• Civil society organizations monitor the media systematically, provide advocacy on issues of freedom of expression and help communities gain access to information and get their voices heard.           

Category 5.
Infrastructural capacity is sufficient to support independent and pluralistic media 

  • Media organizations have access to modern technical facilities for news gathering, production and distribution.
  • Marginalized groups have access to forms of communication they can use.
  • The country has a coherent information and communication technology (ICT) policy to meet the needs of marginalized communities.

Rural dimensions highlighted 

Several parts of the report call special attention to rural issues and needs related to the media development.   

How the rural poor gather information they need

"Much attention needs to be focused on how the poor access information, especially in rural areas where communication systems may be inoperative‚Ķ" 

Suitable media for those who cannot read

"For example, the availability of newspapers and other print media may be of little relevance to democratic development in a rural area with widespread illiteracy." 

Special role of public and community media

"Regulation is especially important in societies where commercial broadcasters are overwhelmingly concerned to target urban audiences of interest to advertisers.  In these cases, it is crucial that public and community media meet the information needs of the poor or those living in remote or rural areas."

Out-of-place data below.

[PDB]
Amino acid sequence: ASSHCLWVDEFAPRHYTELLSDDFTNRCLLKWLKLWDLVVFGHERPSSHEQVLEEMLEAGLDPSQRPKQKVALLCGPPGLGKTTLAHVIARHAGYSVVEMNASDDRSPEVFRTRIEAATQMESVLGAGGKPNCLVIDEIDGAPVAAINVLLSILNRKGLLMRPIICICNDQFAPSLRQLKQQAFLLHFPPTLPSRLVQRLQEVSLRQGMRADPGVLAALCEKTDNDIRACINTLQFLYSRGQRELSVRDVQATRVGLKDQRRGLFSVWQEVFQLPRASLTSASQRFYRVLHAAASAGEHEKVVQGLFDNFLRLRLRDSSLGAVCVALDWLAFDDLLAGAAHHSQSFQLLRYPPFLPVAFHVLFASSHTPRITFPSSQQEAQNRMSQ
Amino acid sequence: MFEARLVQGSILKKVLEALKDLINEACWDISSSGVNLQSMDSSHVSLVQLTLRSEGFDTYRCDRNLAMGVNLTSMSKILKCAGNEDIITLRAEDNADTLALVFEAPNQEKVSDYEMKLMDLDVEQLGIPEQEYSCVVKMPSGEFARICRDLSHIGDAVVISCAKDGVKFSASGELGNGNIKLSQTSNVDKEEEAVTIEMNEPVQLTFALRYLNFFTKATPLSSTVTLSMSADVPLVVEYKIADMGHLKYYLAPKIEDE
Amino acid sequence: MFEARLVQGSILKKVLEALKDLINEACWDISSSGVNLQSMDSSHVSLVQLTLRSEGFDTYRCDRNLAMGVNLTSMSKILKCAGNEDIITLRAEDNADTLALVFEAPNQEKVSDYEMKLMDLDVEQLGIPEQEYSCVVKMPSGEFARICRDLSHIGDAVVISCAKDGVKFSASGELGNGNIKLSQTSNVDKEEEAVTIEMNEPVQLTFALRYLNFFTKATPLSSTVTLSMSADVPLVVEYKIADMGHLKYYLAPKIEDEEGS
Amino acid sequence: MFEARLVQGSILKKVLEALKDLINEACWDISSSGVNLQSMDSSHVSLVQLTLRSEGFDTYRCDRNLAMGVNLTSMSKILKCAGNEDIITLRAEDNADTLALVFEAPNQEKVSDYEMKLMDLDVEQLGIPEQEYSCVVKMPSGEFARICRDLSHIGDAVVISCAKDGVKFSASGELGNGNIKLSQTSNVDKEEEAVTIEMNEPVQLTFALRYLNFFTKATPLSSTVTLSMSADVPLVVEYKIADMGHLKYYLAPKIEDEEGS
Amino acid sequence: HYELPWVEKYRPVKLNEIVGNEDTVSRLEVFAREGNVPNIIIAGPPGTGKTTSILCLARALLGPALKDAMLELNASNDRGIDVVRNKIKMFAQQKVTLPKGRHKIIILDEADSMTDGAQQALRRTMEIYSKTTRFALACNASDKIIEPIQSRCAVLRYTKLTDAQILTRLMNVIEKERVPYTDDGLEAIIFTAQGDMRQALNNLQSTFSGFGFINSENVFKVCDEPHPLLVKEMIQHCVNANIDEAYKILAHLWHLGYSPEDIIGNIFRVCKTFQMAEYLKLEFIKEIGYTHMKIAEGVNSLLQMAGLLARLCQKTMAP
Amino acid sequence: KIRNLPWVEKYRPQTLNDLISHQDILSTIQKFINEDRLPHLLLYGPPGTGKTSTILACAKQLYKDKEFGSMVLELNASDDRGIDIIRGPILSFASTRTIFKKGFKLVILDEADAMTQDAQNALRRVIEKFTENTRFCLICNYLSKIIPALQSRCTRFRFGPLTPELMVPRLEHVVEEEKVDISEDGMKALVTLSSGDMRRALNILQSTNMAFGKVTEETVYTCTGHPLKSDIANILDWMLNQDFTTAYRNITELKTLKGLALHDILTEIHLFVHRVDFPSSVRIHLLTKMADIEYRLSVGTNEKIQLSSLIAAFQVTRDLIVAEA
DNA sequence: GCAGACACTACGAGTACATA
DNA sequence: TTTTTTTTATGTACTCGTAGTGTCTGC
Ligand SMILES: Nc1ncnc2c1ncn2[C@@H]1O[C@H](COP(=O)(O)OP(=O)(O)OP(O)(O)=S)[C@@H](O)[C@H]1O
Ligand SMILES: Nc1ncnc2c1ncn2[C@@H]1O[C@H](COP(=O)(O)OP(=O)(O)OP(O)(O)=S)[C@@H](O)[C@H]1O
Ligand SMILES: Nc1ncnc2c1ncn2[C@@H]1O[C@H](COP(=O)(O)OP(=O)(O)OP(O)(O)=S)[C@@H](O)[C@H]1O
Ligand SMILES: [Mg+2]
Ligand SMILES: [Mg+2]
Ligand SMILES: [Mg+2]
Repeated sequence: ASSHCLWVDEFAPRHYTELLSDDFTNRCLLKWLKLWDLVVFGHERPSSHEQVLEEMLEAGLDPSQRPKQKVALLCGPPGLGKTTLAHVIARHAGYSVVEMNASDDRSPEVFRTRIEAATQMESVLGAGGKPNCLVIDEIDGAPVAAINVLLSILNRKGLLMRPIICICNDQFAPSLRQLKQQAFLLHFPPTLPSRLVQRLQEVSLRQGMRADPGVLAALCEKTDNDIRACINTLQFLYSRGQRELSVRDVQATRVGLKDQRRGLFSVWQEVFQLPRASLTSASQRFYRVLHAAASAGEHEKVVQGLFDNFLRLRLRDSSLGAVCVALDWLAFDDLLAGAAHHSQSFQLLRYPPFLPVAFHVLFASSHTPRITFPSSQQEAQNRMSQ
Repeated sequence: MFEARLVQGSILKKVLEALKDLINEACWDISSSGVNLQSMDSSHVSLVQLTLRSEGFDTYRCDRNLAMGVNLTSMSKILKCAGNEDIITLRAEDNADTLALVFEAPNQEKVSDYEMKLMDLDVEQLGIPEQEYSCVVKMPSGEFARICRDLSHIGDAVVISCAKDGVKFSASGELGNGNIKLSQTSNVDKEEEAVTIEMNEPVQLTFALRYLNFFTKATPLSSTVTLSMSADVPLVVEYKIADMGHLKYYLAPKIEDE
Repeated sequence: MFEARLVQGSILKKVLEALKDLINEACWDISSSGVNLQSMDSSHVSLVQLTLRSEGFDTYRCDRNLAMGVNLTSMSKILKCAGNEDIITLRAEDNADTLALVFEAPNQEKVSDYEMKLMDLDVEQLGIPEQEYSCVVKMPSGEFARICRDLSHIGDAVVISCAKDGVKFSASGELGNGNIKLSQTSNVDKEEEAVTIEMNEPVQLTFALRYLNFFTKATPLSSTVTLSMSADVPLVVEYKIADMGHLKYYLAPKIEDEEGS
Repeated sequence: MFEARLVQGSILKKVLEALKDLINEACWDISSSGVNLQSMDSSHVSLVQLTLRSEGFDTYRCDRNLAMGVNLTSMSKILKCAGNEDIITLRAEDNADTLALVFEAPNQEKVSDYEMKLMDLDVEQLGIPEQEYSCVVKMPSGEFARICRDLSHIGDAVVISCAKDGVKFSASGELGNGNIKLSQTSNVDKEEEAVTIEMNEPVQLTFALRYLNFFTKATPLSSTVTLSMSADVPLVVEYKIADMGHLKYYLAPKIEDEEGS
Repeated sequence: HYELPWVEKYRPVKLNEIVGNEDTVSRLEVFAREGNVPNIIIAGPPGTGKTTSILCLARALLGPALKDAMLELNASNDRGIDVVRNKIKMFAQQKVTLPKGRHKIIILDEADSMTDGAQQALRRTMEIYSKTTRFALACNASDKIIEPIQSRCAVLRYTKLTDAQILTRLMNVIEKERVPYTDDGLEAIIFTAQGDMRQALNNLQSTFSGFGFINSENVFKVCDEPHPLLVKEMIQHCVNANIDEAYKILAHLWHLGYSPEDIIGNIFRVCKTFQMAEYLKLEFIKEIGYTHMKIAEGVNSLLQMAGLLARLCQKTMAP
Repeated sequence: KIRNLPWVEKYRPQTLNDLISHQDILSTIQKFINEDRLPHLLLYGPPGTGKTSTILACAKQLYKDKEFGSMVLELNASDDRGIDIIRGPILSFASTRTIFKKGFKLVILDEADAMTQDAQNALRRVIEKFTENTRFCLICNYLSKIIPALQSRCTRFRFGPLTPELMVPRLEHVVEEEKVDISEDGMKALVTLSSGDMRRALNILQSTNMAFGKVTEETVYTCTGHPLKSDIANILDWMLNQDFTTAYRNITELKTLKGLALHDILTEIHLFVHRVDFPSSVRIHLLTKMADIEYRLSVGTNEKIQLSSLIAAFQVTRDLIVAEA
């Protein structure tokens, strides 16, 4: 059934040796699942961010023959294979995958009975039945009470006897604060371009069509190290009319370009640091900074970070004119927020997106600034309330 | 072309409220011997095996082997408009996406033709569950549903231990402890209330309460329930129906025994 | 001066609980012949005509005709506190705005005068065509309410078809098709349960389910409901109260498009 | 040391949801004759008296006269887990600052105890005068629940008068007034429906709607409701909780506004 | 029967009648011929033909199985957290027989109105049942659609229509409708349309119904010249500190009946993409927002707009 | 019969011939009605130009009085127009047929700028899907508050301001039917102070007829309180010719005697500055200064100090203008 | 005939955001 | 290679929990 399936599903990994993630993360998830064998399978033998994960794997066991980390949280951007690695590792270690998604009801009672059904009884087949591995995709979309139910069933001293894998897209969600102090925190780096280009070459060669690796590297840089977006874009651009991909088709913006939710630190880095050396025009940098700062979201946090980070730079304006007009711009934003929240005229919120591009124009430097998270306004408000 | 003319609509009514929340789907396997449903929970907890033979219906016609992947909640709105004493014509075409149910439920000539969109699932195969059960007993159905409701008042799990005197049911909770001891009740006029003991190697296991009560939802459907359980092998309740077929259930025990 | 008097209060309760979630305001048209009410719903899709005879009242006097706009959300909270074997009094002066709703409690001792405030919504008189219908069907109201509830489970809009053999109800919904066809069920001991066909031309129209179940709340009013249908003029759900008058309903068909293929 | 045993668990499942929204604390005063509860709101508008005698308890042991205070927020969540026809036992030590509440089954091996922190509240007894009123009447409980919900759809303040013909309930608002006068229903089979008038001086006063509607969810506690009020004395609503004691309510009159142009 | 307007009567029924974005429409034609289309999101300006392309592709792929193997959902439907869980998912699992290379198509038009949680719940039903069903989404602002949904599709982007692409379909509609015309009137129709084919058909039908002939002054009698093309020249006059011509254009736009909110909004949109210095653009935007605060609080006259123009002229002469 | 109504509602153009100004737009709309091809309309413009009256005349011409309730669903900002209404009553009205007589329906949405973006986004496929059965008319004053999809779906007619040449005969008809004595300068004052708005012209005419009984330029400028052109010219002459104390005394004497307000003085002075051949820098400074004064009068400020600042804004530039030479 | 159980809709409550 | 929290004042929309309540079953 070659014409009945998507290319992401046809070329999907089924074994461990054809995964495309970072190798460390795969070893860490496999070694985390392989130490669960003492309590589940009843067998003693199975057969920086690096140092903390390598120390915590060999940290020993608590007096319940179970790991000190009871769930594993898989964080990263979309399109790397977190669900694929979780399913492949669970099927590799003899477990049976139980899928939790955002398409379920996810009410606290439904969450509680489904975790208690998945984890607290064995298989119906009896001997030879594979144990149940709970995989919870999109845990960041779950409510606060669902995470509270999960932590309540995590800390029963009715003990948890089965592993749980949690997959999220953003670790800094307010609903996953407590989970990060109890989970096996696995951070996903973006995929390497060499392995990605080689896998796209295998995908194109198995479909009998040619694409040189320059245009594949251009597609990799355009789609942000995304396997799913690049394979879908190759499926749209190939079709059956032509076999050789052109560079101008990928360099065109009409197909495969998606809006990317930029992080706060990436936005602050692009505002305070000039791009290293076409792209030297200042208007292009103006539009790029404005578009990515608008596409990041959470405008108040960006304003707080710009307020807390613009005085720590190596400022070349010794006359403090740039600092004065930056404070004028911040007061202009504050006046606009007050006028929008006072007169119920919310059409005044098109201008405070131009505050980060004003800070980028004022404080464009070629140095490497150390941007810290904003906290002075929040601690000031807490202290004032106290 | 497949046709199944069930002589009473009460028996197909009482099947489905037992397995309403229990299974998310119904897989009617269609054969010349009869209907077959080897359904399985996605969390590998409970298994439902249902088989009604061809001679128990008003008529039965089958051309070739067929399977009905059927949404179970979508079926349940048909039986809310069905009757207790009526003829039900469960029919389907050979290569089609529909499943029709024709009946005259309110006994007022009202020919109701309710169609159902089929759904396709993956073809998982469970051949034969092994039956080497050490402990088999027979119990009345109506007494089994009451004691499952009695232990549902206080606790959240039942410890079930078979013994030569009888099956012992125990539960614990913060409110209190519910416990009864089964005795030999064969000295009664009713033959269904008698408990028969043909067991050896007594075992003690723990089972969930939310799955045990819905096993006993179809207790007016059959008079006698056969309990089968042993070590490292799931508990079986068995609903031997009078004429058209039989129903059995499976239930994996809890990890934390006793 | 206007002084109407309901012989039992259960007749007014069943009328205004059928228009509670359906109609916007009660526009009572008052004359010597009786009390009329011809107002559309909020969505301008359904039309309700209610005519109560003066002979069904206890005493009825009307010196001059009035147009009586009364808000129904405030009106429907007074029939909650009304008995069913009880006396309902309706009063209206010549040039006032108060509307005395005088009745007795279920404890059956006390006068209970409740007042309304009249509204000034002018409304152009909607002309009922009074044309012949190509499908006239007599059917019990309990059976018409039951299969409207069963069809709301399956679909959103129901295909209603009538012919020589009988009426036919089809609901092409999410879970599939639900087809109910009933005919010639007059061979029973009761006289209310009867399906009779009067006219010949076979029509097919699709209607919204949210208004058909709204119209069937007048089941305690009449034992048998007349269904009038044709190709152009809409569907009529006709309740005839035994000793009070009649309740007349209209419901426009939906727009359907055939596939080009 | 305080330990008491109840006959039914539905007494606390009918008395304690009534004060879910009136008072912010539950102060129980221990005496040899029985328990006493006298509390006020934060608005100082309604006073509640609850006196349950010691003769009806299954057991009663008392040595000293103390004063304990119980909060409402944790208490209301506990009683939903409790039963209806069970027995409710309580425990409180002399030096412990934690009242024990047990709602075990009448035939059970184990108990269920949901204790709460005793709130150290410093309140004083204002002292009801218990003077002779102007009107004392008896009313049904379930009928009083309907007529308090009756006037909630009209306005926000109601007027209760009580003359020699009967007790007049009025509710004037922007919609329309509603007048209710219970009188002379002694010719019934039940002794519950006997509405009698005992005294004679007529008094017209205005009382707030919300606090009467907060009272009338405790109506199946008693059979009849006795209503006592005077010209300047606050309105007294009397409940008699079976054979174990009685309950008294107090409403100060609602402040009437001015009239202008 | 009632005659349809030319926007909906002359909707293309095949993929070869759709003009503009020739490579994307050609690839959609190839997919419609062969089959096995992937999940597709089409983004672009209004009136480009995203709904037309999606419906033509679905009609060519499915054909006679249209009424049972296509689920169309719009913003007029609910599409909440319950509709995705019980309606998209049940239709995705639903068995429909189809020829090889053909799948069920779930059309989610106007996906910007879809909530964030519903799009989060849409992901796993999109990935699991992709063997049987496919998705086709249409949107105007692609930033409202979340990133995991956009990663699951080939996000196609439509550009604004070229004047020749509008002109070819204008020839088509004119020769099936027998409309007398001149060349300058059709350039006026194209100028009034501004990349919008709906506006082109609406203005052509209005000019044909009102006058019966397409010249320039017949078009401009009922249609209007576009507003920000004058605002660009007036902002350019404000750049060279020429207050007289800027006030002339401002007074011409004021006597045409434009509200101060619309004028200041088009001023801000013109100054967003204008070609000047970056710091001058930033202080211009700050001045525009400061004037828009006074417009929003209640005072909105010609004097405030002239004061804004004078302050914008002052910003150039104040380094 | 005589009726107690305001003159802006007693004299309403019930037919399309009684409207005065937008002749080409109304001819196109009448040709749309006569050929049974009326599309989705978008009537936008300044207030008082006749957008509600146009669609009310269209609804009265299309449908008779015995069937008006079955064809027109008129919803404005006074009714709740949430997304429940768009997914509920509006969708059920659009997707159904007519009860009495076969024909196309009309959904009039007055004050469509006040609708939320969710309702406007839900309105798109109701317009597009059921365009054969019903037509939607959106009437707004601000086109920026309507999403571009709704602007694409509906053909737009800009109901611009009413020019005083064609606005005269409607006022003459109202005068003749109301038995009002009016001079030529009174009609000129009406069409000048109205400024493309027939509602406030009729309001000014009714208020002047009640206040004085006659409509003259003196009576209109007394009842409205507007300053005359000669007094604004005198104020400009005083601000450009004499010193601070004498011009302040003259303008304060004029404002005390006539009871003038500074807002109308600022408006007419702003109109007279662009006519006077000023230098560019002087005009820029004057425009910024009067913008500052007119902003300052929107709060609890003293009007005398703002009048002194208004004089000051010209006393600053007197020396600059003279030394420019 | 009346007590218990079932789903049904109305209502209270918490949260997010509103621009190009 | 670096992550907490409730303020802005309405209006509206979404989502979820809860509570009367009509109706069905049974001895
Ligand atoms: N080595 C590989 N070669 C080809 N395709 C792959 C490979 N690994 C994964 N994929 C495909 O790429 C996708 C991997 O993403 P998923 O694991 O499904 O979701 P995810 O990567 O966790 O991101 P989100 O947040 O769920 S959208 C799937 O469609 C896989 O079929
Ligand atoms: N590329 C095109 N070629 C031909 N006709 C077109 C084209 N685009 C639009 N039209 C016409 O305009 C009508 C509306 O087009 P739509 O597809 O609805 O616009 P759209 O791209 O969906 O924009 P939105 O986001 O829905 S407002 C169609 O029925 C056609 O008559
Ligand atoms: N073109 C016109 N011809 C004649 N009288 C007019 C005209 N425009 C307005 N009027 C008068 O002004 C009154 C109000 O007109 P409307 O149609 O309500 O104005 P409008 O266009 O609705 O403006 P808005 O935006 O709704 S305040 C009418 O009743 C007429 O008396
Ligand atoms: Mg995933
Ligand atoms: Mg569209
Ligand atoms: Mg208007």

Addressing the digital divide

"The development of a national ICT policy which encompasses the needs of marginalised groups is crucial.  There is no single blueprint for success in overcoming the digital divide between and within urban and rural communities.  However, the experiences of media development organisations and other international agencies offer some general principles."

You can read the 72-page report here: 

Share your examples, thoughts and suggestions.

Please send them to Jim Evans at evansj(at) 

(This professional development feature is provided through the partnership between IFAJ and the Agricultural Communications Documentation Center, University of Illinois.) 

October 2010